If you're starting out in 3D
there quickly comes the moment when you're going to ask: should I learn Maya or 3ds Max (or quite truthfully, insert any other complete 3D animation application: Softimage, CINEMA 4D, MODO, Houdini, etc.)
? For some it may be decided by your school or what resources you have to acquire the software.
If it's up to you to decide, there are some key things you should think about when deciding, and some reasons why it's about more than just learning one application. You'll learn about each application's pricing point, as well as what most studios are using each application for, and why.
Picking Your First 3D ApplicationStep 1: Try (for Free) Before You Commit
When all is said and done, and we hope this isn't a spoiler alert or a let down, when it comes to picking your software of choice, it's as simple as preference. If you're not limited to a software you're already being handed, there's no reason not to set out and explore which application you prefer.
Most software companies offer free trial or learning versions to get you started and help see if it's a right fit. It's also important to know the price points for each application, because eventually you will need to purchase one. Some options to explore include
(Please note restrictions on each linked page about importing and exporting files per the software provider)
Maya is arguably one of the most popular 3D applications out there today. With two different versions Maya, and Maya LT the prices vary. Maya costs $3675, or $185 monthly, $460 quarterly and $1470 annually. If you're a student, however, you can get the full software at no cost for educational purposes for 3 years. The stripped down version of Maya, Maya LT costs just $30 monthly or $795 if you buy the program outright. It's also important to note that in a recent interview, Autodesk has announced they will eventually move to a subscription only
pricing model, similar to the Adobe products. A specific date for that has not been specified, however.
Maya (30 day
Maya (academic free three-year license
3ds Max is another extremely popular 3D application in Autodesk's arsenal. The pricing for 3ds Max is the same as Maya, you can buy the program outright for $3675, or get a free 3-year license if you're a student. Since 3ds Max is also an Autodesk product it will eventually move to a subscription only pricing model.
3ds Max (30 day
3ds Max (academic free three-year license
Softimage is another of Autodesk 3D applications, sadly; however, the last release of the program will be 2015. After that there will be no updates to the software as Autodesk phases the program out. It's a side time in the 3D community seeing the beloved program go the way of the wind, but there are still plenty of 3D applications to choose from. If you still desire, you can download the 30 trial or the three year free student license.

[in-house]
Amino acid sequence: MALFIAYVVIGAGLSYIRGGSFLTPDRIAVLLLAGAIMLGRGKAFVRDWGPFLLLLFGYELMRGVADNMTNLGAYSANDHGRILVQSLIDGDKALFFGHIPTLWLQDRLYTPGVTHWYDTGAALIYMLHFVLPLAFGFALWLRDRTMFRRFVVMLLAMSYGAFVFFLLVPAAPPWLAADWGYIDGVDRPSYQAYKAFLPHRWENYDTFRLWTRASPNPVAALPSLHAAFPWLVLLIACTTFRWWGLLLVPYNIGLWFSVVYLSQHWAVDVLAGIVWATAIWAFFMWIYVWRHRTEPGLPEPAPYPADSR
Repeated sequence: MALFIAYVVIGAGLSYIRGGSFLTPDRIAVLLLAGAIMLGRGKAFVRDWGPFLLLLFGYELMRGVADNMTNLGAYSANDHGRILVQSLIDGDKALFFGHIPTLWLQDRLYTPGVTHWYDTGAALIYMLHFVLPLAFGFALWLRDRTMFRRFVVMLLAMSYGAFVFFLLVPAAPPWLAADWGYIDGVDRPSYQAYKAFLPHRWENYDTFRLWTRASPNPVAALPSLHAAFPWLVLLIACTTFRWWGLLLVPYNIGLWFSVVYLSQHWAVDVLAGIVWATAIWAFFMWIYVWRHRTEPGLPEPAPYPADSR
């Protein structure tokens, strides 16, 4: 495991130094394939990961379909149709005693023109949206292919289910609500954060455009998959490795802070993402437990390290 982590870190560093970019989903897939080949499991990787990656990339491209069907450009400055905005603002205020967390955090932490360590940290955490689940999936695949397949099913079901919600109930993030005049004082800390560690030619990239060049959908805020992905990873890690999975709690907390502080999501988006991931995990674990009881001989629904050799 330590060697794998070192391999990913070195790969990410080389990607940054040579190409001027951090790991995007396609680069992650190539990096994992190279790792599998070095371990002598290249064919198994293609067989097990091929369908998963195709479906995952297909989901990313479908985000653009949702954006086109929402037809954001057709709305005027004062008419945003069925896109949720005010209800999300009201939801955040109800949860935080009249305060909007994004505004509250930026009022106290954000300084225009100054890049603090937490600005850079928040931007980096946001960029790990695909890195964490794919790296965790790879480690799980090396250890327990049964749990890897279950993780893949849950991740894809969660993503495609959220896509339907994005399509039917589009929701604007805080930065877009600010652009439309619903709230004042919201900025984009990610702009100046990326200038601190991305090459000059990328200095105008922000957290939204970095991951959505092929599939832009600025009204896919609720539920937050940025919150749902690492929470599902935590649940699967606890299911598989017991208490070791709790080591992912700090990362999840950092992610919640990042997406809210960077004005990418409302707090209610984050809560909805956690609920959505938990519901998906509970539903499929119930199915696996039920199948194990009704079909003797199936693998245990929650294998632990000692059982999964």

Softimage (30 day
) NOTE: Softimage 2015 will be the last release per an Autodesk announcement.
Softimage (academic free three-year license
There are several different versions of CINEMA 4D focusing on specific areas of a production pipeline. CINEMA 4D Prime costs just $995 and focuses on graphic designers. CINEMA 4D Broadcast costs $1,695 which focuses on the motion graphics side of things. CINEMA 4D Studio combines every package into one, costing $3695.
CINEMA 4D (demo version
MODO is one of the more inexpensive 3D applications out there, costing $1495. Even though it costs less it's still a program that packs a punch. You can also download a free 30 day trial.
MODO (free 15 days and $25 for 30 days
Houdini offers a few different versions of the program focuses on specific areas of a pipeline. Houdini costs $1,995 which focuses on animation, modeling and lighting. Houdini FX focuses specifically on the visual effects side of things like particle simulations, fluids, dynamics, etc. It costs $4,495. You can also get Houdini Indie which only costs $199 and focuses on animators and game creators. The program is attached to a limited commercial license
Houdini (Apprentice Editions
When it comes to pricing, Blender takes the cake on this one. Blender is an open-source 3D application, meaning it doesn't cost anything. While it's free, it doesn't mean it's not powerful. It's very popular among hobbyist and indie developers, it's also starting to grow in popularity in recent years as updates and improvements are constantly happening with the program.
Blender (Download Page
In terms of pricing, all the programs are very similar, with the exception of Blender, of course. Maya and 3ds Max offers the most appealing pricing packages with the 3 year student version. This gives you access to both complete versions of the applications at no cost to you.
In essence, all of the tools are there in each application. Some may have more powerful features in certain areas, but usually that is something you can learn in any software down the line. We like to think of the analogy where all the tools are in the tool belt, the application, is just organized differently. Some of those advanced features like the Mograph Editor in CINEMA 4D
or creating quick dynamic simulations in Houdini
may be software-specific, but learning the main skills and tools will help you take those on when you're ready.